Authors

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Pub Type(s)

Journal Article

Language

eng

PubMed ID

4202670

Citation

Scott, J M., et al. "Studies On Derivation of Transcobalamin 3 From Granulocytes. Enhancement By Lithium and Elimination By Fluoride of in Vitro Increments in Vitamin B12-binding Capacity." The Journal of Clinical Investigation, vol. 53, no. 1, 1974, pp. 228-39.
Scott JM, Bloomfield FJ, Stebbins R, et al. Studies on derivation of transcobalamin 3 from granulocytes. Enhancement by lithium and elimination by fluoride of in vitro increments in vitamin B12-binding capacity. J Clin Invest. 1974;53(1):228-39.
Scott, J. M., Bloomfield, F. J., Stebbins, R., & Herbert, V. (1974). Studies on derivation of transcobalamin 3 from granulocytes. Enhancement by lithium and elimination by fluoride of in vitro increments in vitamin B12-binding capacity. The Journal of Clinical Investigation, 53(1), 228-39.
Scott JM, et al. Studies On Derivation of Transcobalamin 3 From Granulocytes. Enhancement By Lithium and Elimination By Fluoride of in Vitro Increments in Vitamin B12-binding Capacity. J Clin Invest. 1974;53(1):228-39. PubMed PMID: 4202670.
* Article titles in AMA citation format should be in sentence-case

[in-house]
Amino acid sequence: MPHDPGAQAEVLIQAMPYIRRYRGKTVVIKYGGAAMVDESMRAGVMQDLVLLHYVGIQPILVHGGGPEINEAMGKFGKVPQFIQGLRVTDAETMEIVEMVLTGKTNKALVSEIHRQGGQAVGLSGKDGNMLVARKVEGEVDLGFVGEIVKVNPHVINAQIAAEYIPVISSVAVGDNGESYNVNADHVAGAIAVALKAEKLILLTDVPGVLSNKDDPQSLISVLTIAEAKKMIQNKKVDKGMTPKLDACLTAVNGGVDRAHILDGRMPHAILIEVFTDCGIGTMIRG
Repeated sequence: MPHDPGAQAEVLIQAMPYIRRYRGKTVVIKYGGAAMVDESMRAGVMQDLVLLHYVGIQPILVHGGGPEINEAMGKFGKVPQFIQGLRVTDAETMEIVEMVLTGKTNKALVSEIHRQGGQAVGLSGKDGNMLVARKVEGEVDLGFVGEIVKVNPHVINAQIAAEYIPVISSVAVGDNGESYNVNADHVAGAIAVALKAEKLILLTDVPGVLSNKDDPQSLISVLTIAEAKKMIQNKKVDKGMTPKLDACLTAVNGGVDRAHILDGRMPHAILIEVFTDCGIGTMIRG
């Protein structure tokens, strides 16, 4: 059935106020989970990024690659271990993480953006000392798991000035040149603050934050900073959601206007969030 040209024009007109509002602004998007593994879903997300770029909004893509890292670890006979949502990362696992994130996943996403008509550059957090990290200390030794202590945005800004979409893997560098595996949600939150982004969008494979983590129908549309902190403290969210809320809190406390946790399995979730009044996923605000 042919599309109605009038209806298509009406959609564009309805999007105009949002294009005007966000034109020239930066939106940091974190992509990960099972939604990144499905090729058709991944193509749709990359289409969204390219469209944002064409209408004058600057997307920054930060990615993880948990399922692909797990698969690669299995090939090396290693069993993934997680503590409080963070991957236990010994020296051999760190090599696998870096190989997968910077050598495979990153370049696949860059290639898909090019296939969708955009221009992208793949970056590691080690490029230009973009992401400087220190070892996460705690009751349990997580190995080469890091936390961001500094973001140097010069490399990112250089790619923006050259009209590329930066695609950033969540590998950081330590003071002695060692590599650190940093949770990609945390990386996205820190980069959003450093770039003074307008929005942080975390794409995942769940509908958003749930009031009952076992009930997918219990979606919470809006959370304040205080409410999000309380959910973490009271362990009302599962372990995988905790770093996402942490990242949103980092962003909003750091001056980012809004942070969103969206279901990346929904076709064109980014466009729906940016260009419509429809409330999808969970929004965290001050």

TY - JOUR T1 - Studies on derivation of transcobalamin 3 from granulocytes. Enhancement by lithium and elimination by fluoride of in vitro increments in vitamin B12-binding capacity. AU - Scott,J M, AU - Bloomfield,F J, AU - Stebbins,R, AU - Herbert,V, PY - 1974/1/1/pubmed PY - 1974/1/1/medline PY - 1974/1/1/entrez SP - 228 EP - 39 JF - The Journal of clinical investigation JO - J Clin Invest VL - 53 IS - 1 N2 - Unsaturated vitamin B(12)-binding capacity (UBBC) of human serum is not reproducibly measurable because it increases variably in vitro in relation to time, temperature, and, in the case of plasma, anticoagulant present before removal of cells. This variable increase proved to be due to variable release in vitro of transcobalamin III (TC III) from granulocytes. UBBC increase was greatest (up to fourfold normal levels) in the presence of lithium, which is the heparin salt used in many laboratories doing UBBC studies. In vitro increase was least when blood was collected in EDTA at 0 degrees C and immediately centrifuges at 0 degrees C (T(0) sample); results equivalent to T(0) were obtained at room temperature even after several hours delay when 47 mM fluoride was present; either cold temperature or 47 mM fluoride appeared to prevent TC III release from granulocytes. The measured levels of the three transcobalamins with T(0) methods of collection, which presumably reflect most closely the in vivo circulating levels, suggest that TC I and TC III in normal plasms are of the same order of magnitude and together normally comprise less than 10% of the UBBC. Approximately 90% of the UBBC content of sonicates of peripheral blood granulocytes and of bone marrow aspirates of normal individuals appears to be TC III, with the rest being TC I. Thus, normal myelocytes, like normal granulocytes, appear to contain mainly TC III. No TC II was present in any of the sonicates. The general practice in most laboratories has been to determine serum UBBC. Because in vitro increments of up to 119% were found to occur in serum, this practice should be replaced by collection using methods that prevent such increments. Blood collected in EDTA-47 mM NaF had a stable, reproducible UBBC with no significant in vitro increment with time.EDTA-NaF UBBC was 640+/-168 (range 380-921 pg B(12) bound/ml plasma) for 12 normal adult men and 809+/-232 (range 505-1208) for normal adult women. It presumably approximates circulating UBBC and is substantially below the serum UBBC mean of 935+/-262 (range 611-1506 for the same 12 men) and 1273+/-355 (range 811-2306 for the same 10 women). SN - 0021-9738 UR - https://www.unboundmedicine.com/medline/citation/4202670/Studies_on_derivation_of_transcobalamin_3_from_granulocytes__Enhancement_by_lithium_and_elimination_by_fluoride_of_in_vitro_increments_in_vitamin_B12_binding_capacity_ L2 - https://doi.org/10.1172/JCI107543 DB - PRIME DP - Unbound Medicine ER -